Easter Sunday – April 12, 2020

St. Mary the Virgin Anglican Church, Canon Claude Schroeder

Well, let me begin this morning wishing you all a very Happy Easter, in fact the very happiest of Easters!

Given the current circumstances, that probably comes across as something of a provocation. I mean, how can I wish you a happy Easter when all the things that we associate with the celebration of Easter, Easter flower arrangements and Easter music, a sense of new life associated with the coming to life of the earth again at springtime, Easter brunch with family and friends, and the delight and joy of children hunting for Easter eggs, has been taken from us? And we find ourselves plunged into this nightmare of a pandemic that has enshrounded the world in blanket of sickness, death, fear and anxiety and that has left many of us wondering, if, how, and when we are ever going to recover from this?

We have been reminded that, notwithstanding our powerful technologies, “the world’s ultimate reality is death, and none of the secular (goals and aims) in which men still put their hope can have any force against the simple statement of Tolstoy: ‘And after a stupid life there shall come a stupid death.’ For as long as we live after the fashion of this world, as long, in other words, as we make our life an end in itself, no meaning and no goal can stand, for they are dissolved in death. (1)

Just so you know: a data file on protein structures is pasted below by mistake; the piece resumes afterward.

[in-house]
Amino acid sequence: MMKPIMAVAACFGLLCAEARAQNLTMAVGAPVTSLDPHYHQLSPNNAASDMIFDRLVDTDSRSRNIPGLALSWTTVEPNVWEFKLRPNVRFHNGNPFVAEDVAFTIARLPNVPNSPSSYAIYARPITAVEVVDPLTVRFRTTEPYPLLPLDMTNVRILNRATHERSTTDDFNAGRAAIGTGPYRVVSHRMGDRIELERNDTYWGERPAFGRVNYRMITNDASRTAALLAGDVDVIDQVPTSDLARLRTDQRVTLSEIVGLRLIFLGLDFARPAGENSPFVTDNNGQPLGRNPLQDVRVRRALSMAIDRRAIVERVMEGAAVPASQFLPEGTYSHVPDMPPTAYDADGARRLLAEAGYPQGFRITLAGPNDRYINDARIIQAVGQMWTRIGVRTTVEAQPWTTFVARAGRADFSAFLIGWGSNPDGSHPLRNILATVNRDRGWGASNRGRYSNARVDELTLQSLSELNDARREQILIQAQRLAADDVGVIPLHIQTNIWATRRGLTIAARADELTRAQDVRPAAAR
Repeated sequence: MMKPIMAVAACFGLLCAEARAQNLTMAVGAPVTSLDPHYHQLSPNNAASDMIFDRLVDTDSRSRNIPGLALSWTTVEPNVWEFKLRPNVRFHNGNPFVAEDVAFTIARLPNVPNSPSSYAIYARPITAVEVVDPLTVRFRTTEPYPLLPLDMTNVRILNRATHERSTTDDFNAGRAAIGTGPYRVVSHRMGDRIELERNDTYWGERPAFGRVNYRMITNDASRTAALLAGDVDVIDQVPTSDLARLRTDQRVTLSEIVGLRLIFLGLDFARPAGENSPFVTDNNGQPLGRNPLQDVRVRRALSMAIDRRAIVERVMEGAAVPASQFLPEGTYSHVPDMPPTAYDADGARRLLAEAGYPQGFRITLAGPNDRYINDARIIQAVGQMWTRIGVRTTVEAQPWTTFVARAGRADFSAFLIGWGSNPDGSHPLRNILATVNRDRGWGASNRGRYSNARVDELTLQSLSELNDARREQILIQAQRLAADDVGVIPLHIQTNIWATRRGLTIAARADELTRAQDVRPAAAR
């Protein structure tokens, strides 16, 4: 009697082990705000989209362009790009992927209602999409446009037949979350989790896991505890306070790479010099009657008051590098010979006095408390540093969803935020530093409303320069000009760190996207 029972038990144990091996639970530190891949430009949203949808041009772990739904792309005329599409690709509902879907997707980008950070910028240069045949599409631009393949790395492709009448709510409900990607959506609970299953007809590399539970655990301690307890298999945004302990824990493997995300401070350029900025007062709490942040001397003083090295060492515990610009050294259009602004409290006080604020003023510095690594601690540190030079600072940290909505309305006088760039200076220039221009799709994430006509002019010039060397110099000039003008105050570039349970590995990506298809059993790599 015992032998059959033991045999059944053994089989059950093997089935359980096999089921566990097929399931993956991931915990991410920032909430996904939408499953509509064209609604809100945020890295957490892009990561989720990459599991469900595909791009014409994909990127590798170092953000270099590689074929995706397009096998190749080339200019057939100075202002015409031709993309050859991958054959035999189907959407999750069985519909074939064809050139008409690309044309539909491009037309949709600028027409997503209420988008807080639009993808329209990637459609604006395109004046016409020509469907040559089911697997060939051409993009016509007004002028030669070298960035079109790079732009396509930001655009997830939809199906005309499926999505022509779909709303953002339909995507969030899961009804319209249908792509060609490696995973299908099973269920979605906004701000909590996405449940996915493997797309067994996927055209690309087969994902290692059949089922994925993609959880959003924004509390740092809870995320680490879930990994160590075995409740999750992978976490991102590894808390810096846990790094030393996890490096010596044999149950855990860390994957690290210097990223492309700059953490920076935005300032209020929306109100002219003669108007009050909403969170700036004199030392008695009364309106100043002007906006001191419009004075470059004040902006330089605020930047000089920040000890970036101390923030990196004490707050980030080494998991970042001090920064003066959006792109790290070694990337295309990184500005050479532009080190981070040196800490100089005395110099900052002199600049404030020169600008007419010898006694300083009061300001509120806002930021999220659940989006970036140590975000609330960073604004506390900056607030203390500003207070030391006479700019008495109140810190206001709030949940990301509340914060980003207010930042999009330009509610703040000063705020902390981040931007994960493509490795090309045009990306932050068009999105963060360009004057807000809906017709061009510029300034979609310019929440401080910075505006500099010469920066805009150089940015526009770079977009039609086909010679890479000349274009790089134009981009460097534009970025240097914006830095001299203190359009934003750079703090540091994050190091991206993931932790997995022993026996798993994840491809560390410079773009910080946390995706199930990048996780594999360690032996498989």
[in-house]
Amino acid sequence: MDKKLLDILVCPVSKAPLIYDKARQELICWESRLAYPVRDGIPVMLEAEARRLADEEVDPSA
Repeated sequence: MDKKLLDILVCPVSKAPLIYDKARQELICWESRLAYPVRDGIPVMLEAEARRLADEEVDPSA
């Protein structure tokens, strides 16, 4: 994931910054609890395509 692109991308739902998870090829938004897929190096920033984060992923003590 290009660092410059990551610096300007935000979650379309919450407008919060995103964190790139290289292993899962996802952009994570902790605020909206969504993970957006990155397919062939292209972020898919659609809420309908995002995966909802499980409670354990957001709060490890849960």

Happy Easter? How can we be happy at a time like this? Like so many other things, shouldn’t we maybe have postponed Easter to a later date, when things have taken a turn for the better?

The current situation has forced us to confront the question, like never before, “What on earth do we Christians think we are doing celebrating Easter? What is there to celebrate?”

That answer should be should obvious, but, sad to say, it isn’t.

What has brought us together today, even though we physically, are having to “ keep our distance” is to celebrate the Resurrection of Jesus Christ from the dead. It’s why the traditional Christian greeting is not, “Happy Easter!” But rather, “Christ is Risen!” to which we reply, “He is Risen indeed, Alleluia!”

Knowing what we celebrate, however, still leaves open the question, “Why we celebrate, and how we might properly celebrate the Resurrection of Jesus Christ.”

Again, the answer should be obvious, but sad, to say, it isn’t.

This last week I was in Calgary to officiate at the funeral of my 58 year old sister in law, who 10 years ago was diagnosed with ovarian cancer. Before the service began, I accompanied my brother into the room at the funeral home where the casket had been opened for my brother to identify the body of his wife. Before we went in the funeral director addressed us a quiet voice, “ I just need to warn you there has been some discoloration….”